- July 29, 2022
- Posted by: Ramkumar
- Category: Posts
My Valuation Of Twitter
I have followed Twitter since its S-1 filing in 2013 and have valued the company yearly.
𝐓𝐰𝐢𝐭𝐭𝐞𝐫 𝐚𝐭 𝐈𝐏𝐎
Twitter sales at IPO were $448 million, and in 8 years, its revenues have grown by a 𝟑𝟓% 𝐂𝐀𝐆𝐑 to $5.1 billion. The accounting statements make little sense to value a company like Twitter as its reinvestments are mostly R&D expenses. Thus, i capitalised on the R&D expenses with four years amortisation period to gain an accurate picture of its EBIT and ROIC. Twitter has no voting shares. The convertible preferred shares got converted to common shares at the time of IPO. At the time of IPO, i valued Twitter at $20/share, assuming that the online advertising pie advertising would expand. With its impeccable platform, Twitter will gain share from Meta and Google.
Fast forward to 2021, 𝐓𝐰𝐢𝐭𝐭𝐞𝐫 𝐟𝐚𝐢𝐥𝐞𝐝 𝐭𝐨 𝐠𝐫𝐨𝐰 𝐭𝐨 𝐢𝐭𝐬 𝐩𝐨𝐭𝐞𝐧𝐭𝐢𝐚𝐥 with Meta, Google, and LinkedIn having a monopoly in online advertising, evident by the Revenue/user of Twitter at $15 against $41 for Meta and $39 for Linkedin. Twitter’s users at 217 million in 2013 increased to 330 million in 2021 at a 5.5% CAGR.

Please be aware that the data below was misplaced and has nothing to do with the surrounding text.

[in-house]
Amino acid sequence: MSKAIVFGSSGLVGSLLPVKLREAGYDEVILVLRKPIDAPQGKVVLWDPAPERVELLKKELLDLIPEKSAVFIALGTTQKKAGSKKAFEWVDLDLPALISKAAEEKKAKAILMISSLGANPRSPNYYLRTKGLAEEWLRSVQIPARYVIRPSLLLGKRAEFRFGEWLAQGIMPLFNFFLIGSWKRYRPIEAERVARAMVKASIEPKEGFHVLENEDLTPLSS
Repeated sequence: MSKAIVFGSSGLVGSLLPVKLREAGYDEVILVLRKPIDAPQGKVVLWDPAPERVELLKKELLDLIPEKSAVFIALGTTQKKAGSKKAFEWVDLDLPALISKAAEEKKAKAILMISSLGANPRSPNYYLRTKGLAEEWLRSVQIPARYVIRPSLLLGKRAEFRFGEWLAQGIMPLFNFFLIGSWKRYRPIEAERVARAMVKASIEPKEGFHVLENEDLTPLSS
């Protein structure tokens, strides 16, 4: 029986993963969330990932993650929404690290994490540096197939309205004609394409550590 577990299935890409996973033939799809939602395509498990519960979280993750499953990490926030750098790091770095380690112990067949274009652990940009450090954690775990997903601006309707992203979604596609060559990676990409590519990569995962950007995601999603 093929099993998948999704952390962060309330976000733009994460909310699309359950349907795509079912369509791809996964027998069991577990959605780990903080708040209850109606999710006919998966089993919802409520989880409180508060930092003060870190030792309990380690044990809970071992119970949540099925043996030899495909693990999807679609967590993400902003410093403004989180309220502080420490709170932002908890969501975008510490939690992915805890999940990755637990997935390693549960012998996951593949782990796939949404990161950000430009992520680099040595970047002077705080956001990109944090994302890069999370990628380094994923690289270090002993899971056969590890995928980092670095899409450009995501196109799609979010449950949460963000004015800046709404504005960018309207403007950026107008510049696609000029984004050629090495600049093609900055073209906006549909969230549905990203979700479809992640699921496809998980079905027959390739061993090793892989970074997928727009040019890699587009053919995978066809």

In my valuation, i assume that Twitter will grow by 25% in the next five years. Its sales/Invested capital will improve due to considerable past investments and maintain its EBIT. Moreover, as the firm gets profitable, its effective tax rate of 1.6% converges towards a marginal tax rate of 27%. Therefore, I value Twitter at $𝟒𝟑.𝟐𝟔/𝐬𝐡𝐚𝐫𝐞.
𝐌𝐮𝐬𝐤’𝐬 𝐛𝐢𝐝 𝐟𝐨𝐫 𝐓𝐰𝐢𝐭𝐭𝐞𝐫
Musk already has 9% shares and has to raise $36 billion to buy the 91% stake. Musk can pledge his Tesla shares worth $170 billion to fund this deal, but Musk has already pledged his shares earlier; the maximum loan he can raise is $21 billion. Next, Musk can raise the remaining debt against Twitter, but the firm has a junk rating increasing its cost of debt. The final option is for Musk to partner with a PE firm to raise capital. In my view, the last option is more straightforward as PE firms have loads of money.
Twitter’s 𝐩𝐨𝐢𝐬𝐨𝐧 𝐩𝐢𝐥𝐥 𝐝𝐞𝐟𝐞𝐧𝐬𝐞
Twitter management has adopted the poison pill and shareholder rights plan to dilute Twitter equity, making it hard for Musk to buy these diluted shares at a premium. Thus, the final purchase price may cross $43 billion and reach ~$60 billion.
1)Twitter has underperformed and needs to go private to transform itself if it has to be a serious contender against Linkedin and Meta. Thus, its shareholders 𝐡𝐚𝐯𝐞 𝐭𝐨 𝐯𝐨𝐭𝐞 for this hostile bid offer.
2)Musk is not the right owner as he is a 𝐦𝐞𝐠𝐚𝐥𝐨𝐦𝐚𝐧𝐢𝐚𝐜 and his attention span is limited (remember hyperloop and his idea to take Tesla private). 𝐀 𝐏𝐄 𝐟𝐢𝐫𝐦 𝐢𝐬 𝐚 𝐛𝐞𝐭𝐭𝐞𝐫 𝐨𝐰𝐧𝐞𝐫.